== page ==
Right to reproduction available despite imprisonment; State should permit creation of facilities for exercising right of reproduction during imprisonment, in a phased manner: Punjab and Haryana High Court

Right to reproduction available despite imprisonment; State should permit creation of facilities for exercising right of reproduction during imprisonment, in a phased manner: Punjab and Haryana High Court

In an order deliver by Justice Surya Kant, Punjab and Haryana High Court has directed the formation of a Jail Reforms Committee, by the State Government in consultation with the High Court, in order to recommend the desired amendments in the rules/policies to ensure the grant of parole, furlough for conjugal visits and the eligibility conditions for the grant of such relief, beside other reforms.

The Committee, keeping in view the observations made in the order, would submit the report within one year of its formation, after which the State shall admit to the High Court the timeframe within which those recommendations shall be given effect. The Committee would be headed by a former Judge of the High Court. The other Members shall include a Social Scientist, an Expert in Jail Reformation and Prison Management amongst others. The tasks of the Jail Reforms Committee were also highlighted by the Court.



The Court observed, “Owing to the neglected and limited infrastructure, causing overcrowding, lack of specialized services and above all the prevailing social norms and the societal expectations, it may not be conducive to create space for conjugal visits within the existing prisons. It can nevertheless be introduced on trial basis in Model Jails or Open Air-Free Jails in such a manner that the independent family units of the ‘convicts with good behavior’ may live like in a small hamlet. For that purpose, as of now, a team comprising (i) District & Sessions Judge, (ii) Deputy Commissioner (iii) Superintendent of Jails can identify the places where such like practices can be introduced to begin with.”

It was directed that till the State of Punjab effectively addressed the issue either by way of appropriate legislation or through policy framework, “the expression “any other sufficient cause” contained in Section 3(1) (d) of the 1962 Act shall treat the conjugal visits of a married and eligible convict as one of the valid and sufficient ground for the purpose of his/her temporary release on ‘parole’ or ‘furlough’ though subject to all those conditions as are prescribed under the Statute.”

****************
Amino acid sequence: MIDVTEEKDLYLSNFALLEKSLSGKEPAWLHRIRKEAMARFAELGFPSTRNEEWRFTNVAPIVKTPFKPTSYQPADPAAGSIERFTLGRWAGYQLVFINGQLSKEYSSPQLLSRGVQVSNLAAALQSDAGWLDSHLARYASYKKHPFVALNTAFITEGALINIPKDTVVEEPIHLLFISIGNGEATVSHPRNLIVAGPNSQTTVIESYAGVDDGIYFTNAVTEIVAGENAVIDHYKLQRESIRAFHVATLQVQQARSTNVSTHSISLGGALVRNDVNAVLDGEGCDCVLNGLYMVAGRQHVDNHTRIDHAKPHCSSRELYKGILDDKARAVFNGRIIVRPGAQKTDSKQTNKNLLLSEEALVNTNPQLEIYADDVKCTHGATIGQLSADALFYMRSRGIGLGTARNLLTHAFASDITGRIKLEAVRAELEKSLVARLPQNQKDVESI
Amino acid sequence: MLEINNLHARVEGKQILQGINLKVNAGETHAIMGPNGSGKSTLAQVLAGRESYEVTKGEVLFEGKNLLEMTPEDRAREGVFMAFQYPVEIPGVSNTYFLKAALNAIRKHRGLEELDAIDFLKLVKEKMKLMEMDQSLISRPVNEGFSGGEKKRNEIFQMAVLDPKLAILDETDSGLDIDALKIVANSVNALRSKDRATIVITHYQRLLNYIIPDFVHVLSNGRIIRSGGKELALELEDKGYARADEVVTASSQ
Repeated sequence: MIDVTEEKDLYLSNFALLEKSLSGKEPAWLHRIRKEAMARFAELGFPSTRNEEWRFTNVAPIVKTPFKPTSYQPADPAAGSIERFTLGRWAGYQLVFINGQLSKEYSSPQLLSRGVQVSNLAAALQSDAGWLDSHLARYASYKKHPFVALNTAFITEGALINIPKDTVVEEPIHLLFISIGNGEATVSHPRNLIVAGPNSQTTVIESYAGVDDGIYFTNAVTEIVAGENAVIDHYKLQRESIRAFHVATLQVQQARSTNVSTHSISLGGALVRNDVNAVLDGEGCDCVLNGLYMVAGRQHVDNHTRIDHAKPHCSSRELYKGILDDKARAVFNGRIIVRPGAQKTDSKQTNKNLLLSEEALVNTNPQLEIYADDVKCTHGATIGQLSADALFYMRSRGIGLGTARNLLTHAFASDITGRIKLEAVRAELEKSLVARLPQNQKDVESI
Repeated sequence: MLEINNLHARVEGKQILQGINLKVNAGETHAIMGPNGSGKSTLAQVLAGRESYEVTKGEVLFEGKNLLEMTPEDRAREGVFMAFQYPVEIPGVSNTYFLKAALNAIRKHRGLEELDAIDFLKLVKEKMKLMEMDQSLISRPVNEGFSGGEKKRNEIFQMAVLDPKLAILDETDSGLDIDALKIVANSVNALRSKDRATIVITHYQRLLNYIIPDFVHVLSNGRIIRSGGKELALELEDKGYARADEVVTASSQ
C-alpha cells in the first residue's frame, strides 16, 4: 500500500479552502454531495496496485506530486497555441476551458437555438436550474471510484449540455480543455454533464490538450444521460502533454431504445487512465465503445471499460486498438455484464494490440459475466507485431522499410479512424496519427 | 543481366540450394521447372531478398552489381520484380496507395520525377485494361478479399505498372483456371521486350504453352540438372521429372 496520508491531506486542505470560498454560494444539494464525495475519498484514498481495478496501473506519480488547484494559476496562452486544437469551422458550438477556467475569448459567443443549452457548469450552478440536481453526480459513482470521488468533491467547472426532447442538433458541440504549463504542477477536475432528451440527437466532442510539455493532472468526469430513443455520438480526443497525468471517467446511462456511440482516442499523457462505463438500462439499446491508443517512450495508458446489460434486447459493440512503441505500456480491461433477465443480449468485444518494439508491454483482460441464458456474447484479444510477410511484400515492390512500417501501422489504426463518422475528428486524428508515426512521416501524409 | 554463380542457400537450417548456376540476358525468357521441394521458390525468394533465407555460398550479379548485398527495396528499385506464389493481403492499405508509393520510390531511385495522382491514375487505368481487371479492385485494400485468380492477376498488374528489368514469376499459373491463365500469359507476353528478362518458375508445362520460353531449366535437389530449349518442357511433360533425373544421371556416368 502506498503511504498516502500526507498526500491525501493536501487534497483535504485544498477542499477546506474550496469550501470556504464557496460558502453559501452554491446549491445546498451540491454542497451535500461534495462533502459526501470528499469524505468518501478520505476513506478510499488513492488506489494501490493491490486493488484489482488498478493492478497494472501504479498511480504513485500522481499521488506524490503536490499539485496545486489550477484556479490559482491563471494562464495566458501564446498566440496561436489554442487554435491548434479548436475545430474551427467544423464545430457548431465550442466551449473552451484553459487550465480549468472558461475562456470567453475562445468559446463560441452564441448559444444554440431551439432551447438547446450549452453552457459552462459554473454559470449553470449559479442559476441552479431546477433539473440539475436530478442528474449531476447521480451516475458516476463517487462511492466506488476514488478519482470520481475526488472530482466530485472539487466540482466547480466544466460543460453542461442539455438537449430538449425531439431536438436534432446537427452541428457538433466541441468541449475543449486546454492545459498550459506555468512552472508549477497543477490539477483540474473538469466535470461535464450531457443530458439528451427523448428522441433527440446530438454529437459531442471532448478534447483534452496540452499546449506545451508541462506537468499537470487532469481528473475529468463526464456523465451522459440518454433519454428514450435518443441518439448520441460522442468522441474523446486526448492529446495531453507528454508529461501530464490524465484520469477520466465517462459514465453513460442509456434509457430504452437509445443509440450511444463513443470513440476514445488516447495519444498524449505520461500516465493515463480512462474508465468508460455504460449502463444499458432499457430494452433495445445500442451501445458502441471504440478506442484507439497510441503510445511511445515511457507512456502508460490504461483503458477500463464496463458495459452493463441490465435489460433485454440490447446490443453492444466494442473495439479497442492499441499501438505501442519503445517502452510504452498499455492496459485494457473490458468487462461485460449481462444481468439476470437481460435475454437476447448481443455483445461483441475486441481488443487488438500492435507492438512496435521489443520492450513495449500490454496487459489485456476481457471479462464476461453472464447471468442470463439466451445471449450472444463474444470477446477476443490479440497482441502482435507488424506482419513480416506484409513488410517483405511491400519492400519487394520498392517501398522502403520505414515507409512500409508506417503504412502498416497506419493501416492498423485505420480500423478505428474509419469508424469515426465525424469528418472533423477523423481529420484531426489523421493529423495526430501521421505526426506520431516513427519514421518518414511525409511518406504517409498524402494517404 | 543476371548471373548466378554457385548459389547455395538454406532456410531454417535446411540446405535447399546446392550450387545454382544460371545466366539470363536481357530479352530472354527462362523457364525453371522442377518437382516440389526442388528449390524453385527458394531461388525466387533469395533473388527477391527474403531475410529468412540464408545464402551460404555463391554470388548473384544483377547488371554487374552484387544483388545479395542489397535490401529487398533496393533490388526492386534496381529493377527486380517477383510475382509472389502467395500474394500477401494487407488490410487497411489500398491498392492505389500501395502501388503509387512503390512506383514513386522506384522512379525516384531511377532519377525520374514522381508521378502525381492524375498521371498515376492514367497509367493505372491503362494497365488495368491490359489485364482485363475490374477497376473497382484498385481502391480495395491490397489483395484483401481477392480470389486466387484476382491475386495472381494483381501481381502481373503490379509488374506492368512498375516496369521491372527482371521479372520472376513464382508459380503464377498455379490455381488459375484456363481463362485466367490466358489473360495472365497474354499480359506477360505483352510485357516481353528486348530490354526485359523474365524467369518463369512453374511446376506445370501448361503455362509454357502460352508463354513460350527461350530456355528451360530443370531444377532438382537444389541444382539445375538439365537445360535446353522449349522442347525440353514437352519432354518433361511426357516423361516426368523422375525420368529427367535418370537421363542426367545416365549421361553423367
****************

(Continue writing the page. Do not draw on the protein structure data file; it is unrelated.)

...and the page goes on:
The Court however did not grant the petitioners’ prayer owing to the circumstances which led to the petitioners’ incarceration as the offence was grave in nature.

The Court then asserted that since multiple inputs from the social scientists, Criminologists, Jail Administration and Judiciary along with budget allocation for the requisite infrastructures, will have a direct bearing on the policy formulation, it would not expedient or desirable for the Court to direct the actual implementation of its directions or observation(s) in a time-bound manner.

The petition was filed by Mr. Jasvir Singh and his wife, Sonia, who were tried for kidnapping and brutally murdering a 16 year old minor for ransom. The Trial Court awarded them with death sentence which was confirmed by the Punjab and Haryana High Court. The Supreme Court however commuted the death sentence awarded to the wife to life imprisonment.

The petitioners were lodged in the Central Jail at Patiala, in separate cells. They now sought a command to the Jail authorities to allow them to stay together and resume their conjugal life for the sake of progeny and make all arrangements needed in this regard. They claimed that their demand was not for personal sexual gratification. In fact, they were also open to ‘artificial insemination’, as the husband was the only son of his parents.

The petitioner’s main plank was Article 21 of the Constitution of India. They insisted that the ‘right to life’ has two essential ingredients, namely, (i) preservation of cell; and (ii) propagation of species of which sex life is a vital part.

They also referred to the well regulated concept of ‘conjugal visitations’ successfully implemented in the advanced countries like the USA, Canada, Australia, UK, Brazil, Denmark and Russia etc.



Referring to the international perspective, the Court observed, “The solitary purpose behind travelling into global case law on the point in issue is to assimilate the broad consensus that has emerged on judicial platforms. It may be seen that from U.S. to Europe, the rights to conjugal visits, procreation or even artificial insemination facilities have been recognized only partially, being integrally embedded in Articles 8 & 12 of ‘European Convention on Human Rights’ or as the rights that are fundamental to the liberty and human dignity emanating from the Eighth Amendment, and further subject to the justifiable and proportionate restrictions.”


The State of Punjab had opposed the petitioners’ prayer essentially on the plea that the Prisons Act, 1894 contains no provision to permit ‘conjugal visitation’; its Section 27 rather mandates proper segregation of male and female prisoners.

The father of the minor victim (murdered for ransom by the petitioners) had also joined these proceedings to oppose the petitioners’ prayer.

Owing to the ramifications, impact and implications of several vital issues of public importance, Sh. Anupam Gupta, Senior Advocate was requested to assist the Court as an amicus curiae.



It hence concluded, “The penological interest of the State ought to permit the creation of facilities for the exercise of right to procreation during incarceration, may be in a phased manner, as there is no inherent conflict between the right to procreate and incarceration, however, the same is subject to reasonable restrictions, social order and security concerns.”


Read the judgment here.